Jack Jones November 16, 2008
By Glen Creason
Unfortunately, many of us who came of age during the dawning of the Rock and Roll era missed out on some really great popular music from traditions predating the Shaking, Rattling and Rolling. I can remember seeing these dinosaurs on variety shows like Ed Sullivan, Johnny Carson, Dean Martin and even Jack Parr crooning the classics of the Great American songbook while I yawned away, waiting for Elvis or the Beatles to raise my youthful blood pressure. Now, in the early September of my years I have rediscovered the glory of these great entertainers and am saddened that I missed them the first time around. Greats like Mel Torme, Sammy Davis Jr., Joe Williams, Matt Monroe, Robert Goulet, Peggy Lee and Rosemary Clooney come to mind when I cast back into TV-land for guest-singers on such shows. Happily, some of these great ones still make appearance and can still belt out the classics like they did when Hector was a pup.
On Sunday afternoon, one of the real prime examples of such fountain of youth singers was on display at the Performing Arts Center and his show was a revelation for we wet behind the ears rock and rollers. Jack Jones, guest reveler on untold shows in the 60’s and 70’s put on a clinic of the vocal arts and left an entire hall in awed adulation of his limitless, ageless set of pipes. For close to two hours Jones told a charming story or twenty, moved out into the crowd of avid fans pressing the flesh and just put gilt edges on some really great songs.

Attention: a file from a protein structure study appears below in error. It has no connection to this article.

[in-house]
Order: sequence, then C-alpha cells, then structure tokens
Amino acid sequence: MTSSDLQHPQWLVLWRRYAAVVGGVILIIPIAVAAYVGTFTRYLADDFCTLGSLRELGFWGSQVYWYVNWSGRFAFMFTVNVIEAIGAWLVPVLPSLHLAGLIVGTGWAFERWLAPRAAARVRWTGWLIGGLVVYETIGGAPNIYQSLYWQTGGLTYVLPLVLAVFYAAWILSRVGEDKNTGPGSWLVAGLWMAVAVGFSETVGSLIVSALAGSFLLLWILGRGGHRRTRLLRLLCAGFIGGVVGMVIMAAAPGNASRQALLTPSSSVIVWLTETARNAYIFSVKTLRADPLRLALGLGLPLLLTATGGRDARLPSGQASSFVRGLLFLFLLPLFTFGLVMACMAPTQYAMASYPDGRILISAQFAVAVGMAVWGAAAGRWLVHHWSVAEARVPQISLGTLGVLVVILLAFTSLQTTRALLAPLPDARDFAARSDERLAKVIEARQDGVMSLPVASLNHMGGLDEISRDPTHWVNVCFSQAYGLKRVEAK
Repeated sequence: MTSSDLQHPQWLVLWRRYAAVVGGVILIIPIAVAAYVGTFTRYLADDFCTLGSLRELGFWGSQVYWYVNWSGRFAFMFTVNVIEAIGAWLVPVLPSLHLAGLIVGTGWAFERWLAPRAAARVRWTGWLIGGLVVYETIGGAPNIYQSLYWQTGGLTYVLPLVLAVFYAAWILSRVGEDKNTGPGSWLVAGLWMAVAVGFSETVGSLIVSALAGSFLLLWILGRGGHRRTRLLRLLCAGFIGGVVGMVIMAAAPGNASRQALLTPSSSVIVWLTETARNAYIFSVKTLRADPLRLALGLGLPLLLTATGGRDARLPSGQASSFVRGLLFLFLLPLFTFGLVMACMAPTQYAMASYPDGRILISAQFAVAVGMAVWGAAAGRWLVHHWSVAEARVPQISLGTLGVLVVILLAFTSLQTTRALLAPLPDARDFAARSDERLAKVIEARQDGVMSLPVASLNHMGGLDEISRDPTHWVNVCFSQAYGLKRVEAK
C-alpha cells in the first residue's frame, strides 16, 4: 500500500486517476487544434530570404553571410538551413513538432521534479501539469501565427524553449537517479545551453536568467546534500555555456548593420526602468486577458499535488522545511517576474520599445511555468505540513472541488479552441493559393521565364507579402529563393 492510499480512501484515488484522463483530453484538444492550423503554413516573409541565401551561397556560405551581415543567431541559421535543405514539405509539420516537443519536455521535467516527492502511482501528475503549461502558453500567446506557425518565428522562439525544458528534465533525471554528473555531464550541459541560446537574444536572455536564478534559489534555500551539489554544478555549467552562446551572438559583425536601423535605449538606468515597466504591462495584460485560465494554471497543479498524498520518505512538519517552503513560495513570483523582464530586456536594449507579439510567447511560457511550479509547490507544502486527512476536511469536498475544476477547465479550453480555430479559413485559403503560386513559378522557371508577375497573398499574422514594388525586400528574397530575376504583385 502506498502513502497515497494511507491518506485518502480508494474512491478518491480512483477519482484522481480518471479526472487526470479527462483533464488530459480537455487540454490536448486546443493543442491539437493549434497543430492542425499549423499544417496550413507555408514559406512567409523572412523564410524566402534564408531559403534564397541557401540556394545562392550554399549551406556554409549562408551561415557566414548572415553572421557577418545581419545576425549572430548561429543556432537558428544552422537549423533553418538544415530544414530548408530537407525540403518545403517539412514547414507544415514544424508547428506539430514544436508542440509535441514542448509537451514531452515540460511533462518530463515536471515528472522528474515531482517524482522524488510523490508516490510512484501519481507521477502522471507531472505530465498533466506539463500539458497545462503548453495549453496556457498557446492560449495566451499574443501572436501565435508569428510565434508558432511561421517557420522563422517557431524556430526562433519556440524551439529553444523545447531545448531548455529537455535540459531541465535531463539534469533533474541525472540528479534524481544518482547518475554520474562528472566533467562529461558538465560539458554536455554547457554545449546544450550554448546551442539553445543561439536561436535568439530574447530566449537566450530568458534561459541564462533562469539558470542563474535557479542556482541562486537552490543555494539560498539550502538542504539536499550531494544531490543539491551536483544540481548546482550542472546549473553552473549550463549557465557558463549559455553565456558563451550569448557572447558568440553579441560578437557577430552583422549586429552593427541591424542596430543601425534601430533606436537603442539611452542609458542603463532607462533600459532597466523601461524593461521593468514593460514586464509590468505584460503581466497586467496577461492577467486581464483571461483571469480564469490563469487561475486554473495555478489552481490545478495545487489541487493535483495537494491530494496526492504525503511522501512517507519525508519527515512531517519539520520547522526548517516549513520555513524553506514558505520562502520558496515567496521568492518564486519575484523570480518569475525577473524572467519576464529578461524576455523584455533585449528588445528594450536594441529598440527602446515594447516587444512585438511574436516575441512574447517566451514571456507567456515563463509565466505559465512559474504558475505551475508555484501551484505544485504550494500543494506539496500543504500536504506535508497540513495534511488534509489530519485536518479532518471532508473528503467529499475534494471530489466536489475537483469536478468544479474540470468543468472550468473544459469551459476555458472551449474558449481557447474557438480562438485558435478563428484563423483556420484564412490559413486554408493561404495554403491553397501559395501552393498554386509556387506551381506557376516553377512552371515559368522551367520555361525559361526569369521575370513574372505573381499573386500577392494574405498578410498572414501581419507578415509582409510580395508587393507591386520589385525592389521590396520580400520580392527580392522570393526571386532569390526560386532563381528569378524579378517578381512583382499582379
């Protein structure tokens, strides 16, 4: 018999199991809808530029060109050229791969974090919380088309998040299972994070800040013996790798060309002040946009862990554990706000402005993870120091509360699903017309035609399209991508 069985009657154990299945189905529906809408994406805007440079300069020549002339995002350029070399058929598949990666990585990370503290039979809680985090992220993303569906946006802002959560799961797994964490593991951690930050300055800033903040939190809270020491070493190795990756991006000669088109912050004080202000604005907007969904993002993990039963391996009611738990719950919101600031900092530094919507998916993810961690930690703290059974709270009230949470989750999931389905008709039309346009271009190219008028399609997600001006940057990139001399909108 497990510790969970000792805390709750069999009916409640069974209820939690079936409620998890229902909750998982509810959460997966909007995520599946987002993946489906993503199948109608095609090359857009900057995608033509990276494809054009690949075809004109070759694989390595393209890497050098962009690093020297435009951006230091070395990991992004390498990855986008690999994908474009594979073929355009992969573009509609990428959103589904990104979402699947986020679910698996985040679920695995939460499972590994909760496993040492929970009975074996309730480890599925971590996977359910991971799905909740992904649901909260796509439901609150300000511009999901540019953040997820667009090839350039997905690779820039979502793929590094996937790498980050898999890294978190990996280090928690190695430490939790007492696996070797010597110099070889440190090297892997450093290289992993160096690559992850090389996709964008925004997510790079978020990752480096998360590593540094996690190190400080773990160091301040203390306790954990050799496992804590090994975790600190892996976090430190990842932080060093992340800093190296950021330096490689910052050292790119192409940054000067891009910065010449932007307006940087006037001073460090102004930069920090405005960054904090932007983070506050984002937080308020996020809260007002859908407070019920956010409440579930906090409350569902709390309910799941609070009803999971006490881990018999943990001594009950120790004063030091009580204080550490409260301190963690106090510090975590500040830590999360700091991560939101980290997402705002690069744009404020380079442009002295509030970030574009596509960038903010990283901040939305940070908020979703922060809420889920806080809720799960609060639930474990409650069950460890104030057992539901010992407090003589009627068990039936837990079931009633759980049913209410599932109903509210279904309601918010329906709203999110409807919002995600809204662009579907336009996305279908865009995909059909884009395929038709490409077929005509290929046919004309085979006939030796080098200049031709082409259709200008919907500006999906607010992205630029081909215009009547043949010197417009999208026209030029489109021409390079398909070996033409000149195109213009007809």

The show offered a delightful variety in the material, ranging from Cole Porter’s “Our Love Is Here to Stay” to Leon Russell’s “A Song for You” that stretched the melodies and emotional impact to the limits. There were certain classics like Johnny Mercer’s hard edged “I Want to Be Around,” the utterly romantic “What Are You Doing for the Rest of Your Life,” a crisp “It Was Just One of Those Things” and a decidedly regal “Stranger in Paradise.” There were also surprises from more contemporary sources like a beautiful “God Only Knows” from the Beach Boys songbook, “Just In Time” done as a bossa nova, an R&B soaked “Kansas City” that did Wilbert Harrison proud, and a swinging “All of Nothing at All” that Jones boomed nonchalantly while striding around the orchestra seats thrilling his fans. Of course, the dapper one could not escape the hall without singing his vinyl record hits of “Lollipops and Roses,” “Theme from the Love Boat,” and the dangerously chauvinistic “Wives and Lovers” much to the delight of the mostly female audience. Backed by a very good quartet centered on pianist Jeff Colella, Jones time and time again sent notes to the top row of the hall with range to spare and turned ballads to pure silk in the lower registers. His best work on a full and satisfying afternoon’s “work” was the exquisite singing of a minor classic called “Our Song” and a magnificent reading of “Somewhere” from “West Side Story.” After hearing this absolute master class in vocal appreciation I kind of wished I had listened a little more closely back in 1967 instead of leaving the tone arm up on that “Meet the Beatles” album. I wonder whatever happened to them?